A deplorable case illustrating the seamy side of life in Lancaster came before the Borough Court on Thursday, when Hannah Mary Morland, 24, wife of a Territorial, living at 3 James Street, was charged with keeping a brothel, and Annie Hall, 26, barmaid, was charged with aiding and abetting in the offence. The magistrates present were Mayor (Coun. Briggs) J Heald, W Hamer, R Gregons, and E G Smith Esqrs. Chief Constable Harris prosecuted and the case was watched by Captain Fairclough of the Royal Welsh Fusiliers, now guarding German prisoners at the Wagon Works. Mr Harris said Morland’s husband was away with the 5th Battalion King’s Own, and since he had been away she had been carrying out this business, and during the last three or four weeks she had been assisted by the other woman. During that period they had occupied two of three houses, and had been seen with different men very late at night. The house, 3 James Street, had been under observation for some time, but the immediate cause for the present proceedings was that on Wednesday morning there was a disturbance in James Street. Some soldiers of the Royal Welsh Fusiliers had spent the night in the house, and the neighbourhood was up in arms about it.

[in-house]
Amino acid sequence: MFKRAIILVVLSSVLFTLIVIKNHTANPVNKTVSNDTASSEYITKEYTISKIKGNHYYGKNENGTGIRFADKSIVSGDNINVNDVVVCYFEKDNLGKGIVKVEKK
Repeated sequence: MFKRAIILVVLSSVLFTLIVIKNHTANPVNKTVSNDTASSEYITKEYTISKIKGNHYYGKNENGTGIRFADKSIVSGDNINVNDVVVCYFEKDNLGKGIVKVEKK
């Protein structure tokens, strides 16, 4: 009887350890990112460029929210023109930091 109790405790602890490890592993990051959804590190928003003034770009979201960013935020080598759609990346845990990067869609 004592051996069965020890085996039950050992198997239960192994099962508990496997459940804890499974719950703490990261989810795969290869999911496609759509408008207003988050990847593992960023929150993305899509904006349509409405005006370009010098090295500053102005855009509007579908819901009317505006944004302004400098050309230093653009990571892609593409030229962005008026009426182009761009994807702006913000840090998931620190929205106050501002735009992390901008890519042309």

PS Thompson deposed to watching the house since the 8th September, and detailed what he had seen on this and other dates. For several weeks he had seen the prisoners in the streets late at night with different men, and he had seen men go to the house late at night and remain there practically all night. He had previously cautioned Morland about her conduct. Her husband had tried all ways to get her to reform, and eventually he left her. Evidence was also given by Constables Powley and Lea, DC Smith and DS Johnson, the latter stating that the house was in a shocking state. The only furniture was a table and two chairs, and one of the chairs belonged to a neighbour. There was no bed in the house, only some old clothes upstairs. When arrested Morland had nothing to say, but Hall said “It’s through my own foolishness; I have brought it on myself.”
Captain Fairclough, in reply to the Bench, said they had great difficulty in keeping the men at the Wagon Works, and they gave more trouble than the prisoners, owing to the number of girls constantly hanging about the place. Many of them were quite young girls with hair hanging down their backs. Two got inside the other day, spent the night in the place, and were lifted over the wall by soldiers next morning.
The Mayor said it was a very demoralising and shocking state of affairs, and any action the military authorities might take would have the support of the Bench, who were determined to try and stop this sort of thing going on in Lancaster. Morland would have to go to the Castle for two months hard labour, and Hall of one month, without the option of a fine.